Heavy Meddle: Help! I Fell In Love With An Asexual

Sexual intimacy plays an important role in all of our romantic relationships -- or does it? (johnhope14/flickr)
Sexual intimacy plays an important role in all of our romantic relationships -- or does it? (johnhope14/flickr)

Welcome Meddleheads, to the column where your crazy meets my crazy! Please send your questions via email. Right now. Not only will you immediately feel much better, you’ll also get some advice.



Dear Steve,

My boyfriend and I met two years ago when we were sophomores in college. It was love at first sight — we've practically been inseparable ever since, and he's my best friend. The only problem is, he's recently confided to me that he is asexual. While I'm relieved that I finally understand why we've never had the kind of sexual relationship I imagined for myself in my early 20s, I can't help but question if it is fair to either of us to continue in this relationship.

Since he confided in me, we've had a few conversations about how best to proceed: I am not sure I can stay in a relationship where my partner doesn't find me sexy or want me in that way, and he feels like I am obsessing over sex and blaming him for his lack of libido. Most of the time these conversations end with me promising not to take it personally when he isn’t into it, and him trying to be more open to sex a little more often than he'd like to. However, we go months without it and I feel like he hasn't held up his part of the deal — but again, I don’t want to attack him for his sexual orientation. Is it possible to have a strong, loving romantic relationship with someone without a sex life? And is it wrong of me to consider ending it over something as trivial as sex?



Dear Frustrated,

I’m sure it’s possible to have “a loving romantic relationship” with someone without having a sex life. But only if your own definition of a “loving romantic relationship” includes very little sex. Which yours clearly doesn’t. That’s the bottom line here. You want the person you’re in love with to feel desire for you and to act on these desires. That doesn’t make you a bully or a nag. It makes you a human being with a functioning libido.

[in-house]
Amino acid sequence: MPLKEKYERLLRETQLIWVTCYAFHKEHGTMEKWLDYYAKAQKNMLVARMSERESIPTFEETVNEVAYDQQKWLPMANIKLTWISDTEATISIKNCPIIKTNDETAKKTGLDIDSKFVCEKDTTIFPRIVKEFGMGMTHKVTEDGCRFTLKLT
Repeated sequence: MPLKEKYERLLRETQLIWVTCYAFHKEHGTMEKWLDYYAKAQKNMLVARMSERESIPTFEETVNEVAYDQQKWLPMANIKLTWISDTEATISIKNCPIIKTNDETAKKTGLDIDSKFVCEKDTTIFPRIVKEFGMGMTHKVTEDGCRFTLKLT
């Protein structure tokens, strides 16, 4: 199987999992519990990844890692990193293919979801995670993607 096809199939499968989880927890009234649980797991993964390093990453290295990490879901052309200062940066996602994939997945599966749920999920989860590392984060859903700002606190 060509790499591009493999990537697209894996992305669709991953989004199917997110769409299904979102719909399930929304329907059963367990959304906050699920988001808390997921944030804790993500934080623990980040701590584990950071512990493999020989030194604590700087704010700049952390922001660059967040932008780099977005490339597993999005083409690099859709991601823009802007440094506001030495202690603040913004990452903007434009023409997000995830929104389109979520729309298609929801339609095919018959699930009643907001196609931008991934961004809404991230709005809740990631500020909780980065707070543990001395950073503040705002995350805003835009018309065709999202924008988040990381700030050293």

Expecting your boyfriend of two years to make love to you more than once every few months doesn’t mean you’re “attacking” him for his “sexual orientation.” It means you have natural intimate needs that he is neglecting. He may not be a bad person, but he’s a pretty bad boyfriend for you, in particular.

Because let’s face it. When the person you’re with evinces little interest in you sexually, it’s not just frustrating physically. It’s deeply humiliating. It deprives you of one of the central pleasures of being alive. (Actually, a whole range of them.)

you do have the right (and I’d argue, the obligation) to seek out a partner who can fulfill your basic desires.

Some part of you may believe that if you’re just patient enough, he’ll come around. Or that you’ll stop feeling desire. Based on what your boyfriend has told you, and his behavior (along with your letter to me), I don’t think either of those things is going to happen. Which means you should break up with him and make space in your life for someone who can give you both companionship and the erotic attention you desire.

I realize that ending this relationship isn’t as simple as snapping your fingers. This guy is your best friend. You’ve been with him for two years and built a life together. You love him. That’s deep and real and will have to be mourned.

There’s no need for you to abandon his friendship, if he’s open to remaining friends. But it’s absurd and painful all around to ignore this basic incompatibility.

To me, the more compelling question here isn’t whether you should break up, but how it is that you consented to stay with this person for two years when your own needs weren’t being met. That’s the pattern I’d be worried about. And I’d be worried about it whether the issue was a lack of sexual interest, or emotional support, or willingness to have a family.

Nobody has the right to demand any of these things from their partners, if their partners can’t, or won’t, supply them. But you do have the right (and I’d argue, the obligation) to seek out a partner who can fulfill your basic desires.

As for the idea that sex is trivial, I don’t think that’s you talking, Frustrated. It’s your (soon-to-be ex) boyfriend. I hope he settles down with someone who feels the same way.

Onward, together,

Author's note: As a person who openly identifies as "horny," I am perhaps not the best person to answer this question. Unfortunately, I also know almost nothing about asexuality. That said, I’m not sure this question is about sex so much as it is about honoring one’s needs. What do you guys think? Please feel free to leave a comment below. And please send your own questions along, the more detailed the better. Even if I don’t have a helpful response, chances are someone in the comments section will.

Steve Almond is the author of the book "Against Football." He is the co-host, with Cheryl Strayed, of the WBUR podcast, Dear Sugar.


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